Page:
The movement from an individualistic to a systematic view of professions organizes this book. I begin by evaluating the idea of professionalization and move on to theorize the systematic relations of professions. I then analyze external forces bearing on the system and close by discussing three important examples of contested jurisdictions. Throughout, I addresss the familiar questions about professions. How do professions develop? How do they relate to one another? What determines the kind of work they do?
But this summary slights a methodological theme that accompanies the substantive one as harmony does a melody. My substantive questions all involve generalizing about stories, such as stories of professionalization. My methodological concern is with how this generalization takes place. Traditional theories of professionalization argue that professions follow a certain sequence of development. This "careers" model is one way to generalize about sequences of social events. My theoretical scheme, particularly in Chapter 4, illustrates a different way of generalizing about sequences, one that makes them interdependent. Since jurisdiction is the defining relation in professional life, the sequences that I generalize are sequences of jurisdictional control, describing who had control of what, when, and how. Professions develop when jurisdictions become vacant, which may happen because they are newly created or because an earlier tenant has left them altogether or lost its firm grip on them. If an already existing profession takes over a vacant jurisdiction, it may in turn vacate another of its jurisdictions or retain merely supervisory control of it. Thus events propagate backwards in some sense, with jurisdictional vacancies, rather than the professions themselves, having much of the intiative. This simple system model shows how a set of historical stories can be analyzed without assuming a common career pattern, as in the concept of professionalization.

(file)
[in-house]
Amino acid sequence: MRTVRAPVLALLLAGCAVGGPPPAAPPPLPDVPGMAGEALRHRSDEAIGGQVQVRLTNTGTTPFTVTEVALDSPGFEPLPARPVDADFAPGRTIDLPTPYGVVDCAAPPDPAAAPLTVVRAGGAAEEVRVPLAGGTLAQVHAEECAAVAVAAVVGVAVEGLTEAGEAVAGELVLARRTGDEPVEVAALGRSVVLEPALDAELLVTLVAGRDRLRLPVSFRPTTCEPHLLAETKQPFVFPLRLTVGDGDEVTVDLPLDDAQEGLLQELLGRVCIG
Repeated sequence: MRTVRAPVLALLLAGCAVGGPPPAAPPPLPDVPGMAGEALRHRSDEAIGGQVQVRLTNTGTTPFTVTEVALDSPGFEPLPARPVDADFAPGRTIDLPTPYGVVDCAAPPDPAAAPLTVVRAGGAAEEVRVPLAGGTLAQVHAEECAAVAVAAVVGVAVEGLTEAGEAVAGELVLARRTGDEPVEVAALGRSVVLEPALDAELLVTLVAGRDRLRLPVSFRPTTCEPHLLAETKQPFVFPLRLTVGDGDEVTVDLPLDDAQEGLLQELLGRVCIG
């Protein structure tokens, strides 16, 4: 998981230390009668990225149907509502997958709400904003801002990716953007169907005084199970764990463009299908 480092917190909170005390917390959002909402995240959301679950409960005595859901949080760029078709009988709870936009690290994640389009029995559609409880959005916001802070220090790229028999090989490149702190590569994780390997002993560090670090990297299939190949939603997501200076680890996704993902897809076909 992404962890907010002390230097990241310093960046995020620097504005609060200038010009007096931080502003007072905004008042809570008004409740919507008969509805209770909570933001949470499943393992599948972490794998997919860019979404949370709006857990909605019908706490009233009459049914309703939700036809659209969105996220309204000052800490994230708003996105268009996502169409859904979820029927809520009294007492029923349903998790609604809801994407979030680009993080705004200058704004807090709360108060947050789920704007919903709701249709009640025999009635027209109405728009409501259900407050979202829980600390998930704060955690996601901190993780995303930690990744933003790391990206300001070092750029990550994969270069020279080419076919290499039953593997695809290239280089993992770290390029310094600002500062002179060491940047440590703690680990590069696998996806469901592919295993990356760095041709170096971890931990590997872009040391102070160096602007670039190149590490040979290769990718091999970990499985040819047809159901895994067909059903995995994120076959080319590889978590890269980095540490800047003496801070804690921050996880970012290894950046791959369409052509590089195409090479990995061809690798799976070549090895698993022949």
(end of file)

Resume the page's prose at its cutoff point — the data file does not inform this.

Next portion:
Throughout the book, then, run two levels of analysis. Substantively, the book answers some questions about the evolution of professions. Methodologically, it considers the difficulties of generalizing about sequences of events and proposes a new way to address them. It both does historical sociology and asks how historical sociology ought to be done.
The Professions Literature
Although the professions derive from medieval or in some cases ancient origins, the first systematic attempts to study them came in this century. In part this reflected the rise of the social sciences, but it reflected more importantly a great change in the professions themselves. The nineteenth century saw the first development of professions as we know them today. In England the merging of apothecaries with surgeons and physicians, the rise of the lower branch of the legal profession, and the appearance of the surveyors, architects, and accountants signaled the change. In America the triumphs of regular medicine over its various sects, the growth of the university professional schools, and the host of would-be professions all testified to the new form of occupation.